A new two-speed European Union

A few days ago, Edward explored the gap between the Eurozone’s monetary and political architecture (and the lack of the latter) as a potential risk to the Eurozone itself.   But in what looks likely to be a weekend of rapidly changing events, here is a new wrinkle: Nicolas Sarkozy has convened an emergency heads of state/government summit for the Eurozone countries, along with the ECB and EU Commission presidents, at 5pm in the Elysee Palace on Sunday.  Since it is a Eurozone and not EU summit, neither Gordon Brown or most of the eastern European EU heads will be present; thus the outcome at best will be a coordinated initiative among the euro countries rather than the EU as a whole.  Which is still better than nothing, but it does raise the question of how any spillover from a new initiative (e.g. a Eurozone interbank liability guarantee) would be handled.   It also puts a new spanner in the works of the G7 and G20 finance/central bank meetings in Washington this weekend, since the outcome of the Paris summit won’t yet be known when they meet.   About the only statement we can make with certainty is that the bankers and politicians better keep their Blackberries charged.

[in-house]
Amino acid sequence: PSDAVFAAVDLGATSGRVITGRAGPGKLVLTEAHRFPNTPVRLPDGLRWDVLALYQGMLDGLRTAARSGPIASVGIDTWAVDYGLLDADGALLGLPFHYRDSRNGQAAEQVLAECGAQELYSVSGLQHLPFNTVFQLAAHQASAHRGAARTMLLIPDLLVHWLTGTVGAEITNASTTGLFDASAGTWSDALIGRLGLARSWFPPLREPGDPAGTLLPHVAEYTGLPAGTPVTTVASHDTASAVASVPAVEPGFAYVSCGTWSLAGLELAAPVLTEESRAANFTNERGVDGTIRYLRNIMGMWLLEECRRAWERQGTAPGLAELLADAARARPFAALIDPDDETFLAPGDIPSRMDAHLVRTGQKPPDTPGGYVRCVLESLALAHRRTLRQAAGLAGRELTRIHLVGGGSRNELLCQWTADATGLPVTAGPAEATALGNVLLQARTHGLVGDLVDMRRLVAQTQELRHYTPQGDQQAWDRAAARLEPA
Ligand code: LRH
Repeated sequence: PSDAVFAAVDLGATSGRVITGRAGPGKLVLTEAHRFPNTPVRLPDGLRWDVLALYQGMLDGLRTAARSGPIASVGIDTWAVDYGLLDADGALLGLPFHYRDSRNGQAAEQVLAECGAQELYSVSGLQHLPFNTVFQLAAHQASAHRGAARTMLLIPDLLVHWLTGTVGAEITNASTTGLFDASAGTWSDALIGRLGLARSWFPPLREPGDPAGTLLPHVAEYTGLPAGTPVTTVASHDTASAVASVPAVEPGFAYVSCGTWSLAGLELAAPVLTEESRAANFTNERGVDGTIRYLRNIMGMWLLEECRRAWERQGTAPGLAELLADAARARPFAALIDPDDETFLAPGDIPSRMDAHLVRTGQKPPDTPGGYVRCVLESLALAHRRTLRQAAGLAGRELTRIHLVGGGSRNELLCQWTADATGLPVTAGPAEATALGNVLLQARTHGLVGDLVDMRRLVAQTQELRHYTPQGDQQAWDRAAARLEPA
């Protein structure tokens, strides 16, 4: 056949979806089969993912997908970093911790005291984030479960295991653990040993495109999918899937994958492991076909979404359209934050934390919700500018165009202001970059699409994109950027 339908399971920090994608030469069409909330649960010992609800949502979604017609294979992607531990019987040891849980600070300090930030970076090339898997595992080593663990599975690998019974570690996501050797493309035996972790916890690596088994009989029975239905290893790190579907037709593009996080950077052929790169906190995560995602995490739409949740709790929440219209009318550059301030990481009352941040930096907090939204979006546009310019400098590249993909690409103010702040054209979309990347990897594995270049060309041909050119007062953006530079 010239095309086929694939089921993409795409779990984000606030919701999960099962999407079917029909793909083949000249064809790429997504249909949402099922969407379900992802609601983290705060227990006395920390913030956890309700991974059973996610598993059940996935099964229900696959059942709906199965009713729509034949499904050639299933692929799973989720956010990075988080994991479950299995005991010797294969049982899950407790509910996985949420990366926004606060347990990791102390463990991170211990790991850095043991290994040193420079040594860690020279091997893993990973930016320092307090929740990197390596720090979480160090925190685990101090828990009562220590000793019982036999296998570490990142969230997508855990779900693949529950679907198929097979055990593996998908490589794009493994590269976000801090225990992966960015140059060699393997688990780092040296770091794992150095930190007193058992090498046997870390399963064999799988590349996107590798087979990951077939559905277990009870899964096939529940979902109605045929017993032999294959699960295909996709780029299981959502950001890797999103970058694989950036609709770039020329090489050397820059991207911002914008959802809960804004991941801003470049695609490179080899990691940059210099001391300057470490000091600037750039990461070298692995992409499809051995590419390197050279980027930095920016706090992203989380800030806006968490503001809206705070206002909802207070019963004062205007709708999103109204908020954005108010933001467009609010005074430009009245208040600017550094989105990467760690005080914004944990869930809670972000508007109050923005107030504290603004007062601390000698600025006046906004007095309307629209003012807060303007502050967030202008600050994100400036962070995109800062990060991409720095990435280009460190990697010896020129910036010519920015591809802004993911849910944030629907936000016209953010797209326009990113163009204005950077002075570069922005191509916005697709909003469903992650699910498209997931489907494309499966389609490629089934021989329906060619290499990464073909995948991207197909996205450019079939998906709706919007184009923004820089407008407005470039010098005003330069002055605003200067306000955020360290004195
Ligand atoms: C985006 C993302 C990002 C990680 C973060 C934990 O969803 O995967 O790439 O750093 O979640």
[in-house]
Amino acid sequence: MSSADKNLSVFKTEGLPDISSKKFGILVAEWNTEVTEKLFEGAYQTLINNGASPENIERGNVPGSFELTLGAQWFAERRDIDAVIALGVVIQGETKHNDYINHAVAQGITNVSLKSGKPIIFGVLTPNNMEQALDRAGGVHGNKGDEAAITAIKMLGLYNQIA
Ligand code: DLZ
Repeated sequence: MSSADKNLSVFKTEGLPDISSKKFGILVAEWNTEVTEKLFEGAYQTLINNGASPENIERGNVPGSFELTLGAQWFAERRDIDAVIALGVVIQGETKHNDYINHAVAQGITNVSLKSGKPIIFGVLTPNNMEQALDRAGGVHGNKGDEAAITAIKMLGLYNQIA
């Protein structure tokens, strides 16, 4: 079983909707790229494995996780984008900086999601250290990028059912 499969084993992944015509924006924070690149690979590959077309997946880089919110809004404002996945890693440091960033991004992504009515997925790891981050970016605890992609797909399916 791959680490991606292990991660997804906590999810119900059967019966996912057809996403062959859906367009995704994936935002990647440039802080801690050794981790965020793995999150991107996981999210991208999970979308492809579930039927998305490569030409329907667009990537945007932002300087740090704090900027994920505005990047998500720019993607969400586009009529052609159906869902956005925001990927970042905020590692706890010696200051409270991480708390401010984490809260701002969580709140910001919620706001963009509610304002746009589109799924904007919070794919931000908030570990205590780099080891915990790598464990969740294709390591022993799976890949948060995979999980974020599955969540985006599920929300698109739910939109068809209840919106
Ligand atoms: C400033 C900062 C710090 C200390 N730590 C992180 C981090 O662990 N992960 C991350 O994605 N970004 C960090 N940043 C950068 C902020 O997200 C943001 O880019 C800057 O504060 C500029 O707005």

5 thoughts on “A new two-speed European Union

  1. Either completely out or completely in.

    Anyway, what’s the signal Sarkozy is sending? That the G7/G20 is losing value in a quickly reorganizing world? Is he trying to solidify the Eurozone as a powerfactor? Interesting!

  2. To match or to replace? Or is this an even bigger thing? Could it be Europe attempting to re-assert itself as a major powerfactor in lieu of the US and the G20? Are we to expect more of such under-the-belt-type signals and hints? Will it cause an American response? Will it work? I hope so!

    PS: was Canada opting for an EU trade agreement a sign of success for this course? Will other major powers such as China and india join in?

  3. Don’t look it too far ppl as the semi-participation of Gordon Brown proved. Having one currency is more than just sharing the same coins, it requires coordination. It has been said over and over: there will not be a European reaction and it is still the answer if a European action is really in each member states’ interest.

    It is merely a reaction to a need, not to a desire for more integration. In the current political climate such is impossible.

    Tho my dreams also direct myself to a eurozone-integration…

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